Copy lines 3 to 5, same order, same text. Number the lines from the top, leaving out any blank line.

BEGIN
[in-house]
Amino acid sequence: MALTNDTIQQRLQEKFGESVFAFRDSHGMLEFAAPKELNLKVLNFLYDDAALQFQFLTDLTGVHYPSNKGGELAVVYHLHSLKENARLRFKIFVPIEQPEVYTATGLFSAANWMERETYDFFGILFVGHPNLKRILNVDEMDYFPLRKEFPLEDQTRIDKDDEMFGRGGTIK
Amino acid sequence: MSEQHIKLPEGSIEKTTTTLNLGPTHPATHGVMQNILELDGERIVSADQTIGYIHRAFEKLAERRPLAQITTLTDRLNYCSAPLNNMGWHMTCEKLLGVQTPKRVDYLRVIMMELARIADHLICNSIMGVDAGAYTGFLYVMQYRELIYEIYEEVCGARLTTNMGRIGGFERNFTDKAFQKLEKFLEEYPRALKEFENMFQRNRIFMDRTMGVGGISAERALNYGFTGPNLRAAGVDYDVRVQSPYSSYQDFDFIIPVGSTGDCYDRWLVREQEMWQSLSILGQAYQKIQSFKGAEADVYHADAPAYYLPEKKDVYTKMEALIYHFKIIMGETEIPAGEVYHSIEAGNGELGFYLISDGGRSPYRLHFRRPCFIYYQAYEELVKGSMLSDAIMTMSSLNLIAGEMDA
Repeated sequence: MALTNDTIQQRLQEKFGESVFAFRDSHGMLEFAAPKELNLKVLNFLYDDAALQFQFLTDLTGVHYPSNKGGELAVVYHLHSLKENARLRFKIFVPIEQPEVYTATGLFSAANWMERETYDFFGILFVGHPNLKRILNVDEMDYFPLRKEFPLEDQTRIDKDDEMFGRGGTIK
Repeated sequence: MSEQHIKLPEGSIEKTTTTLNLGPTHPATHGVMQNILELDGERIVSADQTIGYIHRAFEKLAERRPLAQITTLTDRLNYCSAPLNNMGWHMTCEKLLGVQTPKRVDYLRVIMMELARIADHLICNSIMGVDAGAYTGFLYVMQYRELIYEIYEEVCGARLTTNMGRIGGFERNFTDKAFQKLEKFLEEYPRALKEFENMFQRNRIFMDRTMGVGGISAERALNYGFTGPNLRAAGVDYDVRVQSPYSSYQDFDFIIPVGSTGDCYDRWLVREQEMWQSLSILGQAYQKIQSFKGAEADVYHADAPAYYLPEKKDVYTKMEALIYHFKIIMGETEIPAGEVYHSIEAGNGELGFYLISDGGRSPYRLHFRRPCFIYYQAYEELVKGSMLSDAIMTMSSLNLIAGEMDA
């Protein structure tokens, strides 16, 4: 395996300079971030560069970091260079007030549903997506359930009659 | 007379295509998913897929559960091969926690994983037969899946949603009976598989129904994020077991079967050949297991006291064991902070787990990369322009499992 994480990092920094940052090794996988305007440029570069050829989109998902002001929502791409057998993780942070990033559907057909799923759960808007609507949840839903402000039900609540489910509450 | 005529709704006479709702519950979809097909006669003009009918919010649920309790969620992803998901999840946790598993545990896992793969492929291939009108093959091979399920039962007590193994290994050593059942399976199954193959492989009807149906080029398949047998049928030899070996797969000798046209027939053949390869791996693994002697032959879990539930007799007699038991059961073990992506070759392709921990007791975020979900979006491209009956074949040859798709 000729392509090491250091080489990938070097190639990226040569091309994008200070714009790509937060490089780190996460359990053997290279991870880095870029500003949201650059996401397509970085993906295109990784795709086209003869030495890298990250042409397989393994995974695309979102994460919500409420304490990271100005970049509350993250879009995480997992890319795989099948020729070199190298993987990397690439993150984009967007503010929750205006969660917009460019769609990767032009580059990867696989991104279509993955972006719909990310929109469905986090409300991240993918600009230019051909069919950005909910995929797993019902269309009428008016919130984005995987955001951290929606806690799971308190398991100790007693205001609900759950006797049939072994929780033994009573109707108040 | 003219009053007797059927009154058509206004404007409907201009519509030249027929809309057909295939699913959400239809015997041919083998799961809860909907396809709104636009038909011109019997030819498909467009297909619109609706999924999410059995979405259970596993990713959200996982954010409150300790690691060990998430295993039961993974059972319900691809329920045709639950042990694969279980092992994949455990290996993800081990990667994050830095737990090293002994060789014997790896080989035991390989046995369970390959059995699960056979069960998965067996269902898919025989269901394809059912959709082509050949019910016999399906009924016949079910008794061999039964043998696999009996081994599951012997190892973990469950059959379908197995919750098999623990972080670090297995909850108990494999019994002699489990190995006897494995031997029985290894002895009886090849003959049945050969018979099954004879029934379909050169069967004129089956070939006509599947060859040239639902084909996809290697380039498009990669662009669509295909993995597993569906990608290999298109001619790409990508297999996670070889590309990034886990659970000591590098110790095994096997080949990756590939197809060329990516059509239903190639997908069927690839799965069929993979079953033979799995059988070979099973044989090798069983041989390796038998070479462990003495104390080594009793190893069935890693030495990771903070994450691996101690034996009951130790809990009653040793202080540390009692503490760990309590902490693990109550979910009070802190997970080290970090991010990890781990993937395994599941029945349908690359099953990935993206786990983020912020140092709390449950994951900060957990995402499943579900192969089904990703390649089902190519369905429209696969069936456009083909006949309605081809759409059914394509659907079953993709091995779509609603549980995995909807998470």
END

Amino acid sequence: MSEQHIKLPEGSIEKTTTTLNLGPTHPATHGVMQNILELDGERIVSADQTIGYIHRAFEKLAERRPLAQITTLTDRLNYCSAPLNNMGWHMTCEKLLGVQTPKRVDYLRVIMMELARIADHLICNSIMGVDAGAYTGFLYVMQYRELIYEIYEEVCGARLTTNMGRIGGFERNFTDKAFQKLEKFLEEYPRALKEFENMFQRNRIFMDRTMGVGGISAERALNYGFTGPNLRAAGVDYDVRVQSPYSSYQDFDFIIPVGSTGDCYDRWLVREQEMWQSLSILGQAYQKIQSFKGAEADVYHADAPAYYLPEKKDVYTKMEALIYHFKIIMGETEIPAGEVYHSIEAGNGELGFYLISDGGRSPYRLHFRRPCFIYYQAYEELVKGSMLSDAIMTMSSLNLIAGEMDA
Repeated sequence: MALTNDTIQQRLQEKFGESVFAFRDSHGMLEFAAPKELNLKVLNFLYDDAALQFQFLTDLTGVHYPSNKGGELAVVYHLHSLKENARLRFKIFVPIEQPEVYTATGLFSAANWMERETYDFFGILFVGHPNLKRILNVDEMDYFPLRKEFPLEDQTRIDKDDEMFGRGGTIK
Repeated sequence: MSEQHIKLPEGSIEKTTTTLNLGPTHPATHGVMQNILELDGERIVSADQTIGYIHRAFEKLAERRPLAQITTLTDRLNYCSAPLNNMGWHMTCEKLLGVQTPKRVDYLRVIMMELARIADHLICNSIMGVDAGAYTGFLYVMQYRELIYEIYEEVCGARLTTNMGRIGGFERNFTDKAFQKLEKFLEEYPRALKEFENMFQRNRIFMDRTMGVGGISAERALNYGFTGPNLRAAGVDYDVRVQSPYSSYQDFDFIIPVGSTGDCYDRWLVREQEMWQSLSILGQAYQKIQSFKGAEADVYHADAPAYYLPEKKDVYTKMEALIYHFKIIMGETEIPAGEVYHSIEAGNGELGFYLISDGGRSPYRLHFRRPCFIYYQAYEELVKGSMLSDAIMTMSSLNLIAGEMDA